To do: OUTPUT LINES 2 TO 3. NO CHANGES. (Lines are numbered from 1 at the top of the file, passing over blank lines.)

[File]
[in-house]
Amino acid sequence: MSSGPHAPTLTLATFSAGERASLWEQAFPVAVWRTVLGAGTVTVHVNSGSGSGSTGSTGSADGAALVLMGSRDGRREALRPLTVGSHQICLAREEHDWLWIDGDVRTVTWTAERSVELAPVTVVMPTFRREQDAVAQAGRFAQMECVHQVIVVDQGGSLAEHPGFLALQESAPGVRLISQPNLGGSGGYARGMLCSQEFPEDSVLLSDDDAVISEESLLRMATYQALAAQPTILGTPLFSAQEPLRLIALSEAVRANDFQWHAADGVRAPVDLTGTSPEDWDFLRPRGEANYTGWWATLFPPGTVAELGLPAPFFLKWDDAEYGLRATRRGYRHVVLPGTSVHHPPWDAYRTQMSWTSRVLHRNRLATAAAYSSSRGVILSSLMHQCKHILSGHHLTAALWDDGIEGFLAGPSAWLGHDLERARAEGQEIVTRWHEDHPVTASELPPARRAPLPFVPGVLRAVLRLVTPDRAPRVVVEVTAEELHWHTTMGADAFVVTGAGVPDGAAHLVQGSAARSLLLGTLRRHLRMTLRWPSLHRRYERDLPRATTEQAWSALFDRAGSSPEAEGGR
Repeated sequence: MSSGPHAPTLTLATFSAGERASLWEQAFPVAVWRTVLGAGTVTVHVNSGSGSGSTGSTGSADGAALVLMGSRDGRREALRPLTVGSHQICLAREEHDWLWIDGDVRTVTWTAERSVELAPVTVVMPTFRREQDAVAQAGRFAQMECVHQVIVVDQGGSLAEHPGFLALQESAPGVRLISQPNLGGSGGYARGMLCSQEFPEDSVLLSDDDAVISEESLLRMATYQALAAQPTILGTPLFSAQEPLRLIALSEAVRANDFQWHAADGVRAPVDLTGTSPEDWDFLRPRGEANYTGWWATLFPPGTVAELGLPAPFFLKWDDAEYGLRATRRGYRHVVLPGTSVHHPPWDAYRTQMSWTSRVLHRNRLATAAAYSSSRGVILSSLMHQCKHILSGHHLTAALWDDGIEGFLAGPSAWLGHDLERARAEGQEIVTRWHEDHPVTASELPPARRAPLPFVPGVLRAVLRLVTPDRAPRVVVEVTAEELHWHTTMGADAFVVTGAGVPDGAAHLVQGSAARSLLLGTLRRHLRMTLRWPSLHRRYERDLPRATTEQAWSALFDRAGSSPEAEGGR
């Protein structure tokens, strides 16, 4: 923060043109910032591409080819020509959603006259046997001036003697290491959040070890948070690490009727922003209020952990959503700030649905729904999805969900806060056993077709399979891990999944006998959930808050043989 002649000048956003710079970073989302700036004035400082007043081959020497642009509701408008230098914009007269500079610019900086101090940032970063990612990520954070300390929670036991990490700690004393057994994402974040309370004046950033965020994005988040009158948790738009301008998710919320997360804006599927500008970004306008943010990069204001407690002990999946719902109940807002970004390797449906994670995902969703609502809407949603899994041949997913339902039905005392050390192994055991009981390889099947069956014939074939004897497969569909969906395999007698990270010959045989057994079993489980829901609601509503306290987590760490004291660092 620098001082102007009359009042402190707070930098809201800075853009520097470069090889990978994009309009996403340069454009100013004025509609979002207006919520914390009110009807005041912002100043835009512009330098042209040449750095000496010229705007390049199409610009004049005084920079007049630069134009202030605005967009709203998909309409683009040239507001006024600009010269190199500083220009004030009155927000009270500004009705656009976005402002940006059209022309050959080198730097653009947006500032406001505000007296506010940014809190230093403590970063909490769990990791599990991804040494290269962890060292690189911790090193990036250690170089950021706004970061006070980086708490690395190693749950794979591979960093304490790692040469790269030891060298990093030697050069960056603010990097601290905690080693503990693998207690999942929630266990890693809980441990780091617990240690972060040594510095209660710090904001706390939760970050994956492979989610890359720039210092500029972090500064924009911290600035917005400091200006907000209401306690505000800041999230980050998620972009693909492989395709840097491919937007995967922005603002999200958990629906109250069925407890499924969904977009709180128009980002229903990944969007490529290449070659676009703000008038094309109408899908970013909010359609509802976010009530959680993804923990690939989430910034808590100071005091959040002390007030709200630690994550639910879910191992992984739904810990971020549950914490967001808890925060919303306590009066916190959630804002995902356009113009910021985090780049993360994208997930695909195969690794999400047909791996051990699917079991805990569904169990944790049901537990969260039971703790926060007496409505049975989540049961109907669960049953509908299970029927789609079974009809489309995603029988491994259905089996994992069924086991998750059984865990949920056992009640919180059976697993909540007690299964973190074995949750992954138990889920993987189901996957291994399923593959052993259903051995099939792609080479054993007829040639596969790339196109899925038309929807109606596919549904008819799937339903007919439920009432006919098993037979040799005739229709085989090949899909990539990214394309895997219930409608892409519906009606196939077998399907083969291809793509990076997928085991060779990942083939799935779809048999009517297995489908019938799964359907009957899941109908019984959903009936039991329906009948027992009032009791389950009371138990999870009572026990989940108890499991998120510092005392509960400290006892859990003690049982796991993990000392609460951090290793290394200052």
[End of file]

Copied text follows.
Amino acid sequence: MSSGPHAPTLTLATFSAGERASLWEQAFPVAVWRTVLGAGTVTVHVNSGSGSGSTGSTGSADGAALVLMGSRDGRREALRPLTVGSHQICLAREEHDWLWIDGDVRTVTWTAERSVELAPVTVVMPTFRREQDAVAQAGRFAQMECVHQVIVVDQGGSLAEHPGFLALQESAPGVRLISQPNLGGSGGYARGMLCSQEFPEDSVLLSDDDAVISEESLLRMATYQALAAQPTILGTPLFSAQEPLRLIALSEAVRANDFQWHAADGVRAPVDLTGTSPEDWDFLRPRGEANYTGWWATLFPPGTVAELGLPAPFFLKWDDAEYGLRATRRGYRHVVLPGTSVHHPPWDAYRTQMSWTSRVLHRNRLATAAAYSSSRGVILSSLMHQCKHILSGHHLTAALWDDGIEGFLAGPSAWLGHDLERARAEGQEIVTRWHEDHPVTASELPPARRAPLPFVPGVLRAVLRLVTPDRAPRVVVEVTAEELHWHTTMGADAFVVTGAGVPDGAAHLVQGSAARSLLLGTLRRHLRMTLRWPSLHRRYERDLPRATTEQAWSALFDRAGSSPEAEGGR
Repeated sequence: MSSGPHAPTLTLATFSAGERASLWEQAFPVAVWRTVLGAGTVTVHVNSGSGSGSTGSTGSADGAALVLMGSRDGRREALRPLTVGSHQICLAREEHDWLWIDGDVRTVTWTAERSVELAPVTVVMPTFRREQDAVAQAGRFAQMECVHQVIVVDQGGSLAEHPGFLALQESAPGVRLISQPNLGGSGGYARGMLCSQEFPEDSVLLSDDDAVISEESLLRMATYQALAAQPTILGTPLFSAQEPLRLIALSEAVRANDFQWHAADGVRAPVDLTGTSPEDWDFLRPRGEANYTGWWATLFPPGTVAELGLPAPFFLKWDDAEYGLRATRRGYRHVVLPGTSVHHPPWDAYRTQMSWTSRVLHRNRLATAAAYSSSRGVILSSLMHQCKHILSGHHLTAALWDDGIEGFLAGPSAWLGHDLERARAEGQEIVTRWHEDHPVTASELPPARRAPLPFVPGVLRAVLRLVTPDRAPRVVVEVTAEELHWHTTMGADAFVVTGAGVPDGAAHLVQGSAARSLLLGTLRRHLRMTLRWPSLHRRYERDLPRATTEQAWSALFDRAGSSPEAEGGR